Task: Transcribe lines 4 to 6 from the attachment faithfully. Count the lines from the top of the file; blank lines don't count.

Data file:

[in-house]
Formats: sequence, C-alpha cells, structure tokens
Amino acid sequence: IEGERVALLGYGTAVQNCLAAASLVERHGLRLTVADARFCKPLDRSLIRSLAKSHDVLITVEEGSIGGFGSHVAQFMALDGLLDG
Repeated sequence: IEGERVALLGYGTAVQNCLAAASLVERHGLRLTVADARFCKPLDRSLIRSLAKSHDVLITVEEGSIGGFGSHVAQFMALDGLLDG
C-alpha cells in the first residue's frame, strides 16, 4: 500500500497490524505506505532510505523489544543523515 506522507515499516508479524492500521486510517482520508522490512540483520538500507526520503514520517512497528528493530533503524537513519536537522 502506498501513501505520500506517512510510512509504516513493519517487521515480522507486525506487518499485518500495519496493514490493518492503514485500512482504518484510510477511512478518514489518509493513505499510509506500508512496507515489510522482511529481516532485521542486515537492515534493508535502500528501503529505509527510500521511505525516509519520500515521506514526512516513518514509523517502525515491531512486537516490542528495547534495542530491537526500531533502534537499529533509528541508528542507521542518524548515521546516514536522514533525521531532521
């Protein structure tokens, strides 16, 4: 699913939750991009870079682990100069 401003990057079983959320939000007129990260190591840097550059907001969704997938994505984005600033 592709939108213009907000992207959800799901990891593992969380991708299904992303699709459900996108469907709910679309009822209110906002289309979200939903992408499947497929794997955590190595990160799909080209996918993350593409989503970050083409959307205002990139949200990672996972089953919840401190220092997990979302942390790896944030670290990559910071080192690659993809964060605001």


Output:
Repeated sequence: IEGERVALLGYGTAVQNCLAAASLVERHGLRLTVADARFCKPLDRSLIRSLAKSHDVLITVEEGSIGGFGSHVAQFMALDGLLDG
C-alpha cells in the first residue's frame, strides 16, 4: 500500500497490524505506505532510505523489544543523515 506522507515499516508479524492500521486510517482520508522490512540483520538500507526520503514520517512497528528493530533503524537513519536537522 502506498501513501505520500506517512510510512509504516513493519517487521515480522507486525506487518499485518500495519496493514490493518492503514485500512482504518484510510477511512478518514489518509493513505499510509506500508512496507515489510522482511529481516532485521542486515537492515534493508535502500528501503529505509527510500521511505525516509519520500515521506514526512516513518514509523517502525515491531512486537516490542528495547534495542530491537526500531533502534537499529533509528541508528542507521542518524548515521546516514536522514533525521531532521
């Protein structure tokens, strides 16, 4: 699913939750991009870079682990100069 401003990057079983959320939000007129990260190591840097550059907001969704997938994505984005600033 592709939108213009907000992207959800799901990891593992969380991708299904992303699709459900996108469907709910679309009822209110906002289309979200939903992408499947497929794997955590190595990160799909080209996918993350593409989503970050083409959307205002990139949200990672996972089953919840401190220092997990979302942390790896944030670290990559910071080192690659993809964060605001």